Monday, June 24, 2013

First Chapter of The Monster's Daughter

My new novel, The Monster's Daughter, is out! You can find out more about how it came into being here. It's available in print and as an e-book. Enjoy this first chapter.


Part One: Chapter One
My father was born. Not from woman alone but pieced together by some pretend god called a scientist. It was not my father’s disgrace, not a blemish on his record. He can be forgiven much because of his beginnings. Can’t he?
Who is the real monster?
Even before I knew of my father’s genesis, I believed he could do no wrong: at least to me. He could do wrong to others. I had seen the fear in my mother’s eyes long before she left us—or long before my father sent her away. Or whatever happened to her. Maybe she went on a sea voyage. Perhaps she ran off with Mr. Martin’s son, or the preacher man. The stories changed over the years, depending upon who was telling the tale. After she left, my father said, “Now it is just the two of us, as it should be.”
I have no true childhood recollections of my mother. I have memories of remembering her. She always seemed far from me, from my experience of life. It was my father who was ever-present. I remember getting lost in his lap when I was as tiny as can be, while he told stories or read to me. I was never afraid of him even though he was so big. He treated me with such tenderness and care.
When I think of my mother, I don’t see any light. It was almost as if she were some kind of shadow who came into my father’s life to give birth to me—and then she disappeared. Sometimes I missed the idea of her. Sometimes I missed the ordinary life I believed I would have had if she had remained with us.

But I was not created for ordinary life.

Neither was Mr. Em.

My father—Mr. Em—never said a bad or good word about my mother. I knew her name was Juliet Lee, and she had blond hair and blue eyes. I knew this because a small portrait of her hung on one of my bedroom walls.

Betsy Shaw was the one who told me the woman in the painting was my mother. Betsy Shaw was my father’s housekeeper. She had been with me for as long as I could remember—although she did not go with us when my father and I left Oregon in search of California gold.

She told him, “Mr. Em, you shouldn’t be taking that child on such a perilous journey. You done it once, and it was no good. And if I go with you this time, you’ll think it is the right thing to do.”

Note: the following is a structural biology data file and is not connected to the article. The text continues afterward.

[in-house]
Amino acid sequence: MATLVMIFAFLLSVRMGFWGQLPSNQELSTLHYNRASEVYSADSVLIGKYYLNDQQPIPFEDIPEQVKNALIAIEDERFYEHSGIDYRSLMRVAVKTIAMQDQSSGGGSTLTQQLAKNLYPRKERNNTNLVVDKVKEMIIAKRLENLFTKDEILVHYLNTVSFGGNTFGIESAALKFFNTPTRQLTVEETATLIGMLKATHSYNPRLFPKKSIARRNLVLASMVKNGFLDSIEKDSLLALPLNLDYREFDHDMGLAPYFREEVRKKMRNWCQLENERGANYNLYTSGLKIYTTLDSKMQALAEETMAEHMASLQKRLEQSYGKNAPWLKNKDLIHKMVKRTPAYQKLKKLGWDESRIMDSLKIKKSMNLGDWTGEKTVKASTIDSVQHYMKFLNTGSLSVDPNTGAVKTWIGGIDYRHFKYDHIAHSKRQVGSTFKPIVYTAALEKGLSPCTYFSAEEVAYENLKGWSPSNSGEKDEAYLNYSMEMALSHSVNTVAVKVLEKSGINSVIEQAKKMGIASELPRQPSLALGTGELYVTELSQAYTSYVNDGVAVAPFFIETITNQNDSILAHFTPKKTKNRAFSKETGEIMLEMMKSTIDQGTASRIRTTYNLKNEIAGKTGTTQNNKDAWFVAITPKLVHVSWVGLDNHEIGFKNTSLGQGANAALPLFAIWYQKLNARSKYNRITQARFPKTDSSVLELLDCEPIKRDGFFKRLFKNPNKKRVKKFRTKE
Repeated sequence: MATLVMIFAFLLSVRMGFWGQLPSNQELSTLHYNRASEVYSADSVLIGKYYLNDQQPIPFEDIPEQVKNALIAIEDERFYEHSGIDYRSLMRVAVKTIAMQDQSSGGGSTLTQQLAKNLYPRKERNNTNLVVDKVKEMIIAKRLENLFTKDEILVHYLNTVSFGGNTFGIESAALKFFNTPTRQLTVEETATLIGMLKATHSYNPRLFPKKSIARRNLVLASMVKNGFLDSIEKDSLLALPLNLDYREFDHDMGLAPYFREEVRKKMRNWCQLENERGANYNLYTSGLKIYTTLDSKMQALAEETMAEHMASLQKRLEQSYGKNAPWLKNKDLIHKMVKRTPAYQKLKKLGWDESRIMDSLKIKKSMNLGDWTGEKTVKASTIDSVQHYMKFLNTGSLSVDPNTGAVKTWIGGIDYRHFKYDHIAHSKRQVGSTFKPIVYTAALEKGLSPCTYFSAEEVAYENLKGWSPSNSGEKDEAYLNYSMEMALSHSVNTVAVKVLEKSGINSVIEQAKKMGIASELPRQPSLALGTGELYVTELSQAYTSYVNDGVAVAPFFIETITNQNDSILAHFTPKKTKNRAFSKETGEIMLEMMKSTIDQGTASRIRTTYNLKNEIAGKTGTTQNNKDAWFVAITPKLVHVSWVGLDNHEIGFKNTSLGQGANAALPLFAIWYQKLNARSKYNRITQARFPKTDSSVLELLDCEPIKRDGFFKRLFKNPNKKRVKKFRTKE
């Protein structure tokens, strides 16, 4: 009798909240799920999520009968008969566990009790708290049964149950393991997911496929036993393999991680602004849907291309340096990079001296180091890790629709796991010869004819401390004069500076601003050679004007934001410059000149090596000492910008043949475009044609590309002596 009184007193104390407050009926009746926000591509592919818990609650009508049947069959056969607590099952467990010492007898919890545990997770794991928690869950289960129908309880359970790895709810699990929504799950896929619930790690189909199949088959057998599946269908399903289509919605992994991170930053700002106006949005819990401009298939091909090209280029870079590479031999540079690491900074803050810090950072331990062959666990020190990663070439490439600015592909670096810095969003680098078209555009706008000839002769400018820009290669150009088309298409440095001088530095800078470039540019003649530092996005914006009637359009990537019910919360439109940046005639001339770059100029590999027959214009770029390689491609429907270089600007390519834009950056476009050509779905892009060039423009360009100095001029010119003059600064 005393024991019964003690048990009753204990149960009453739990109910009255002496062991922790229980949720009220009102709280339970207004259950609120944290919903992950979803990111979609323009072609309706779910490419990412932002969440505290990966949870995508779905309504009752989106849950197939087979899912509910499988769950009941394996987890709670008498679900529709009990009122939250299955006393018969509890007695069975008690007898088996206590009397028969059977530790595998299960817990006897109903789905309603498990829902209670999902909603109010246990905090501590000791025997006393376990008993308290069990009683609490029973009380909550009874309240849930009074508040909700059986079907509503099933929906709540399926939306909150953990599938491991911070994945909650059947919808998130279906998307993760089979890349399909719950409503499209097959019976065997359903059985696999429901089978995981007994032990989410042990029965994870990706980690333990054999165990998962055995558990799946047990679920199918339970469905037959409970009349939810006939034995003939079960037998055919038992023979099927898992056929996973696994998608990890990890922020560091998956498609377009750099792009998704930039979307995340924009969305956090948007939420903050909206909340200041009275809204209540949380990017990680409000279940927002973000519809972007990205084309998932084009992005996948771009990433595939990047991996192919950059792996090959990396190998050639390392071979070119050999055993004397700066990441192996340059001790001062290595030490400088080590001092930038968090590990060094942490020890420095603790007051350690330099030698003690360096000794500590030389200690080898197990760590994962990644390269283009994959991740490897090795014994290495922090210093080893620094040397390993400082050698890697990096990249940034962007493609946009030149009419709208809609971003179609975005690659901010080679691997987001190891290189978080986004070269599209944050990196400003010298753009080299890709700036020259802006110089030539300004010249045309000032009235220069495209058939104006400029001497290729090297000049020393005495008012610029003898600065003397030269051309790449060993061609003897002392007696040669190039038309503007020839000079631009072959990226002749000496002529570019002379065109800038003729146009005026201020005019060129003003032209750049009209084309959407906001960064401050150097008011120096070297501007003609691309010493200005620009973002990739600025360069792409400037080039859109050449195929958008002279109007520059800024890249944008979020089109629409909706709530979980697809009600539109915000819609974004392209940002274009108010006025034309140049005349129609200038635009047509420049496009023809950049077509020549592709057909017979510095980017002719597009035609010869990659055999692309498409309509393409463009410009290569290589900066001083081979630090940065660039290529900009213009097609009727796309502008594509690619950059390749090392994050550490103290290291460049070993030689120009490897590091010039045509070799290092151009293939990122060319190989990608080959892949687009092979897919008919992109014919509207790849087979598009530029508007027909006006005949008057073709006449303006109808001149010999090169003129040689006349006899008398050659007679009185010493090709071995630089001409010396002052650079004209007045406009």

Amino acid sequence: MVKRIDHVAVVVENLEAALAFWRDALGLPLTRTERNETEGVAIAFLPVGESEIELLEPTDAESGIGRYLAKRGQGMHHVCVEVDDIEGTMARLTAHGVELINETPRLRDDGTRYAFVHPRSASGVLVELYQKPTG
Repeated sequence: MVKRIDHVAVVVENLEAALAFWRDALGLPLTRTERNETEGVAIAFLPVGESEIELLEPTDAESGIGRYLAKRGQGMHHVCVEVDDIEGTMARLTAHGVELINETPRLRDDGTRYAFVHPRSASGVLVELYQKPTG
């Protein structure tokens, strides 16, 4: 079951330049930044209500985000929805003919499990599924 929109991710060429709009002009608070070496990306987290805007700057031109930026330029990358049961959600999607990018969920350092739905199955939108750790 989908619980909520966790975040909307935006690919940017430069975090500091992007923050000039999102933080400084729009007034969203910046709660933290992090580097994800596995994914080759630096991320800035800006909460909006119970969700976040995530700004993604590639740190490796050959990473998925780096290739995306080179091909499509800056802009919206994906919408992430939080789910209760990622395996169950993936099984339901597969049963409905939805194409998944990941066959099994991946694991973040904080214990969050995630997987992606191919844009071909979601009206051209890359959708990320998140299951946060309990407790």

“Mrs. Shaw, we all survived the journey out here just fine,” Mr. Em told her. “Emily was too young to remember anything that happened then anyway. This time she can enjoy the scenery, come to know the land. This is a big country. She should know it before she decides where she will spend her life. Besides, it is more dangerous to leave her at home, even with you here. I do not trust the world to care for my child as well as I can.”
Betsy Shaw was not persuaded.
Neither was my father.
Wait. I get ahead of myself. You, dear reader, may want a more linear approach to my story. For instance, you might want to know when and where I was born. The when was 1837 give or take a year; the where was Missouri. But what does a date and a place tell you? And how do you know I’m telling you the truth? Or that I even know the truth? You cannot always rely on me to give you the facts. For one thing, I do want to protect the people who have protected us; just because our paths crossed doesn’t mean they want to become public characters in this narrative. Mostly, I want to protect the land. The land—the place—shaped me more than any human hand ever did—and I am obliged to protect it, to hide it from those who would destroy it by their attention.
Besides, I have learned that facts may connote the truth, but they are not entirely the truth. Anyone’s tale has an essential truth, like a pearl created from an irritated oyster—or like the priceless gem found at the heart, at the center, of a dragon’s treasure. But that doesn’t necessarily have anything to do with facts.
Are you surprised at my mention of dragons? You don’t believe dragons exist? Perhaps no, perhaps yes. You probably don’t believe in monsters either. I will tell you one thing that is absolutely good and true: Monsters do exist. And I would know because I am the monster’s daughter. One can find monsters in the most unexpected places, and they are nearly always human in nature.
But I am here to convey to you the truth of my life and my father’s life in the best way that I can.
What do I know of my father’s life before I was born? I read the book, of course. He gave it to me when I was about 13. He said when I finished it, he would answer any questions I had. By that time in my life, I already knew his corporeal person had been pieced together from parts of deceased people. I learned this fact of my father’s existence when I was quite young—or rather, I should say I somehow always knew it. He didn’t hide it from me. He wasn’t ashamed of it. He said, “None of us is responsible for how we came into this world. We are only responsible for what we do while we are here.”
He didn’t hide the fact that he was the progeny of a scientist who should not have been tinkering in God’s business.
“People cannot be cooked,” my father said. “There is no recipe. Take this heart and that brain and that leg, stir, add sugar and then bake. Life isn’t like that. Although, in my case, it was nearly like that. I am one of a kind. He never did it again and no one else would dare do it.”